At St Stephen Churchtown Academy our curriculum aims to give children the knowledge, skills and understanding to achieve to their full potential academically, socially and emotionally. This takes place in the context of a safe and nurturing school environment where each child’s learning journey is unique to them.
The children are taught in 3 key stages – the Early Years Foundation stage, Key Stage 1 and Key stage 2. In the Foundation Stage the children follow the Early Years Foundation Stage curriculum and in Key Stage 1 and Key Stage 2 the children follow the National Curriculum.
Further details of all the Key Stages in a primary school can be accessed by following this link:
English is held at the core of our curriculum. Our aim is for our pupils to be confident and enthusiastic speakers, readers and writers. We embed opportunities and activities for the development and consolidation of these skills throughout all aspects of each day. Included in this provision are opportunities for speaking and drama activities as well as reading and writing in different styles and for different purposes and across cultures.
We place a high priority on speaking and listening because children need a fluent command of language in order to understand the cultural, intellectual and spiritual aspects of the world. To develop this, they need exposure to language through first-hand experiences, quality conversations and access to quality literature.
We follow the highly successful Storytelling Approach to teaching writing throughout our Academy. Developed from Pie Corbett’s ‘Talk for Writing approach to teaching fiction, non-fiction and poetry
Pupils learning to tell stories from memory is a great way to learn all sorts of essential skills. Children who fill up with stories by listening and retelling create an inner store of language, ideas and imagination. They will then draw upon this store in their work and life. Speaking, listening, confidence, empathy, ideas, facts, sequences, plots … you name it, storytelling can teach it. All pupils are taught a repertoire of stories for every year that they are in the school. This is often linked up to their topic . This is planned out as one story/ text every mini-term, from Foundation through to Year 6, so that students finish primary school with a repertoire stories and texts that they understand and can draw upon to support their writing.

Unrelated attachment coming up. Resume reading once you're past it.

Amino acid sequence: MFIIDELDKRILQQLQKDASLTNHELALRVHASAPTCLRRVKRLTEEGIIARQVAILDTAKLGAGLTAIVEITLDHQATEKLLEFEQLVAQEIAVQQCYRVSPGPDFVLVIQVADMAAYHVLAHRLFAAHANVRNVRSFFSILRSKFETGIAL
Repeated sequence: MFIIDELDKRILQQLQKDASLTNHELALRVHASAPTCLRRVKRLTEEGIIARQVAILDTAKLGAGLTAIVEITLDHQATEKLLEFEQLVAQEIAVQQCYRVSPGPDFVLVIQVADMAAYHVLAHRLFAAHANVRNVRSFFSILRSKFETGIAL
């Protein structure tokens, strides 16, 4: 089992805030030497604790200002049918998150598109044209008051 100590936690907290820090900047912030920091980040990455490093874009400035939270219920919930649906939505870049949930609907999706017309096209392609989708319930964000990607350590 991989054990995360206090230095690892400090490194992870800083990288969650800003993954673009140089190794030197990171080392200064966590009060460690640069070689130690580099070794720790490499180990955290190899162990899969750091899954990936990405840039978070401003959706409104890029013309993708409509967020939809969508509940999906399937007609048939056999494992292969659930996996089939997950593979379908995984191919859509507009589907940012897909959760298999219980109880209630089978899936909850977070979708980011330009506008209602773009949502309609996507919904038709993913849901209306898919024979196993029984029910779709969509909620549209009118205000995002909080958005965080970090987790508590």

- tell stories/texts to your class;
- teach your class to retell the stories/ texts;
- develop and innovate from a learned story/ text;
- use storytelling to improve writing standards;
Our Phonics programme to teach our children to read, write and spell successfully supports our pupils to do well in the phonics screening check and by Year 2, the majority are fluent readers with the best chance of success in the KS1 tests. This is supported by Rapid Phonics intervention. In Key Stage 2, children continue to develop and apply their phonic knowledge through a carefully structured and progressive programme of spellings. Intervention and differentiation are targeted for those children who require additional support. We use Accelerated Reader, Better Reading Partners and Fischer Family Trust literacy support programme to further support children’s engagement and development in reading.
We focus on the Mastery approach to teaching and learning
Mastery in Mathematics: Since mastery is what we want pupils to acquire (or go on acquiring), rather than teachers to demonstrate, we use the phrase ‘teaching for mastery’ to describe the range of elements of classroom practice and school organisation that combine to give pupils the best chances of mastering mathematics.
Mastering maths means acquiring a deep, long-term, secure and adaptable understanding of the subject. At any one point in a pupil’s journey through school, achieving mastery is taken to mean acquiring a solid enough understanding of the maths that’s been taught to enable him/her move on to more advanced material.
From National Centre for Excellence in the Teaching of Mathematics
The National Curriculum focuses on 3 key areas;
Fluency, Reasoning and Problem Solving
and these are the core building blocks used for teachers to plan with small, clear careful steps to develop children's mathematical understanding
Cross curricular links are developed whenever possible, especially in science and ICT are woven throughout each term’s learning. We use the Inspire Curriculum to support the structure and delivery of the new National curriculum; This has been written by teachers and other education professionals in Cornwall. It uses the context of Cornwall for much of the learning which we feel is important. It is very cross curricular in structure making as many links between areas of learning as possible. In additional, topics are also chosen for their relevance and interest for our learners.
A focus on sport and being active are also characteristics of our curriculum. We know from our parents and from our children that this is important to them. Our curriculum is supplemented by a wide range of clubs, many of which are sport linked. A large percentage of pupils in both Key stage 1 and 2 participate in at least one extra-curricular activity.
We also believe that learning is an active collaboration between home and school. In addition to regular homework such as reading/ comprehension, spelling, handwriting and Maths (tables and number bonds) we encourage parents to become involved in project work and topics whenever possible.